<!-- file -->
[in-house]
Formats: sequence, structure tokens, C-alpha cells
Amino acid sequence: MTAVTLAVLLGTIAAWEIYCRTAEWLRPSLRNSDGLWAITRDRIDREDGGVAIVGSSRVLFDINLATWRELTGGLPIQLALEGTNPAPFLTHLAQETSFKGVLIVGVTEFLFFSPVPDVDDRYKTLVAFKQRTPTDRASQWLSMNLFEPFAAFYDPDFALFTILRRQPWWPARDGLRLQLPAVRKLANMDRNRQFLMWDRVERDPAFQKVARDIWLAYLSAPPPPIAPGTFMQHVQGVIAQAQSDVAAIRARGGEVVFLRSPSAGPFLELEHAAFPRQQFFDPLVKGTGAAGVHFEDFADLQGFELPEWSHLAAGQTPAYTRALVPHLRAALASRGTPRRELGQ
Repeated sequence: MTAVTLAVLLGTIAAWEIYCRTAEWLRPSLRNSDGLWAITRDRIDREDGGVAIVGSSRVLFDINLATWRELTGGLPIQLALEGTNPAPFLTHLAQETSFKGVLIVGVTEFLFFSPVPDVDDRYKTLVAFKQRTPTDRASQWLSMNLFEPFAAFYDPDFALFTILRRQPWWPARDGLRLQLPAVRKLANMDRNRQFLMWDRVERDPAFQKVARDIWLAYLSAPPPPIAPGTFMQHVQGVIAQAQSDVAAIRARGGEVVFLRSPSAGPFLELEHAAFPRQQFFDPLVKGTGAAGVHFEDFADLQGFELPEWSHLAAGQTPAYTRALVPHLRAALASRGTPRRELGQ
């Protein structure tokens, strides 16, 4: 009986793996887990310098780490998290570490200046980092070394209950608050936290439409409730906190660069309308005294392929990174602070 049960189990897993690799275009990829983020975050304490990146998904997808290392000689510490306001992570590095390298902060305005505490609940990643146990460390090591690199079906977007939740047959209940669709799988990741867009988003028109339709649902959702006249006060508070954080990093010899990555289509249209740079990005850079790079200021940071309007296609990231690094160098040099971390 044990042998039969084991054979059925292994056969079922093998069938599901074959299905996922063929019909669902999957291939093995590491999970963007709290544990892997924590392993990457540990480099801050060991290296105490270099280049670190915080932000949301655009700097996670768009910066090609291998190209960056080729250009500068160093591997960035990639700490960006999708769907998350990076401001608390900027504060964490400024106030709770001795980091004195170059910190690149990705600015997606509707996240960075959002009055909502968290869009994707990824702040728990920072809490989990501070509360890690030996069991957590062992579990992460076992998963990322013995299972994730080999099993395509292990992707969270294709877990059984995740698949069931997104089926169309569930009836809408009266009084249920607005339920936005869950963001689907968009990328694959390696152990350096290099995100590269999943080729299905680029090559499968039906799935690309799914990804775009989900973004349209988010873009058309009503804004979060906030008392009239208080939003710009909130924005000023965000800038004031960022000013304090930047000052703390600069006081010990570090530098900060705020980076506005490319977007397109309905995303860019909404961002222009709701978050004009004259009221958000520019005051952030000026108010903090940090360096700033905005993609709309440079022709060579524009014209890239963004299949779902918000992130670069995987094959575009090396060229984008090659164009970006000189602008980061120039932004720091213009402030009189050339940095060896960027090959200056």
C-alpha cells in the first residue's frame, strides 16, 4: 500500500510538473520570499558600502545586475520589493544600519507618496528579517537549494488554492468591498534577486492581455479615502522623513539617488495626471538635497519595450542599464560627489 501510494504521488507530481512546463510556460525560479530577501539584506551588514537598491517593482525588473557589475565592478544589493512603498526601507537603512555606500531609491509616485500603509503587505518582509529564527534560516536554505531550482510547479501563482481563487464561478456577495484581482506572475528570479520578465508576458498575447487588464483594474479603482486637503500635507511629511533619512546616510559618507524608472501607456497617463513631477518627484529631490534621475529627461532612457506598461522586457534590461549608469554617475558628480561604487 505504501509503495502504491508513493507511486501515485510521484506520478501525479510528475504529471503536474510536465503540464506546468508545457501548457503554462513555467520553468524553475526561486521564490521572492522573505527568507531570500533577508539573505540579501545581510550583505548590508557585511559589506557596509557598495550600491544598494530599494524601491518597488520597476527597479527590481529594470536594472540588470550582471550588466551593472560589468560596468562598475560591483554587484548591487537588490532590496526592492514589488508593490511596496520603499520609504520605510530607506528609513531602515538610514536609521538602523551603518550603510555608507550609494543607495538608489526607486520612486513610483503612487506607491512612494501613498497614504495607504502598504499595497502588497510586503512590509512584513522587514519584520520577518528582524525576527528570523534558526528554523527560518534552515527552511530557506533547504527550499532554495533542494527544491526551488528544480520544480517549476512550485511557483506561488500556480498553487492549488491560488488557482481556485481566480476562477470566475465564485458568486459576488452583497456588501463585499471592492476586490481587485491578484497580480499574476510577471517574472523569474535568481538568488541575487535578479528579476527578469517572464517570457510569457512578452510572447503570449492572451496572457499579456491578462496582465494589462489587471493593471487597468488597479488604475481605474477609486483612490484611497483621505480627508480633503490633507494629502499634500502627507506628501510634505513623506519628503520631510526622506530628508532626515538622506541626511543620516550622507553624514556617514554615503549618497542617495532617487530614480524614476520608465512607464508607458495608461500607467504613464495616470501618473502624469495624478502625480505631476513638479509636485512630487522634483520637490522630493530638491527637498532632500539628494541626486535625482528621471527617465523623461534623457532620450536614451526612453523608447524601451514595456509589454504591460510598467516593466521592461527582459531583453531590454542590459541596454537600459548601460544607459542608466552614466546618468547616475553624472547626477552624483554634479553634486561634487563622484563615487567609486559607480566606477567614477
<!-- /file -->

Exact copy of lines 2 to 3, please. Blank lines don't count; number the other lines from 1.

Formats: sequence, structure tokens, C-alpha cells
Amino acid sequence: MTAVTLAVLLGTIAAWEIYCRTAEWLRPSLRNSDGLWAITRDRIDREDGGVAIVGSSRVLFDINLATWRELTGGLPIQLALEGTNPAPFLTHLAQETSFKGVLIVGVTEFLFFSPVPDVDDRYKTLVAFKQRTPTDRASQWLSMNLFEPFAAFYDPDFALFTILRRQPWWPARDGLRLQLPAVRKLANMDRNRQFLMWDRVERDPAFQKVARDIWLAYLSAPPPPIAPGTFMQHVQGVIAQAQSDVAAIRARGGEVVFLRSPSAGPFLELEHAAFPRQQFFDPLVKGTGAAGVHFEDFADLQGFELPEWSHLAAGQTPAYTRALVPHLRAALASRGTPRRELGQ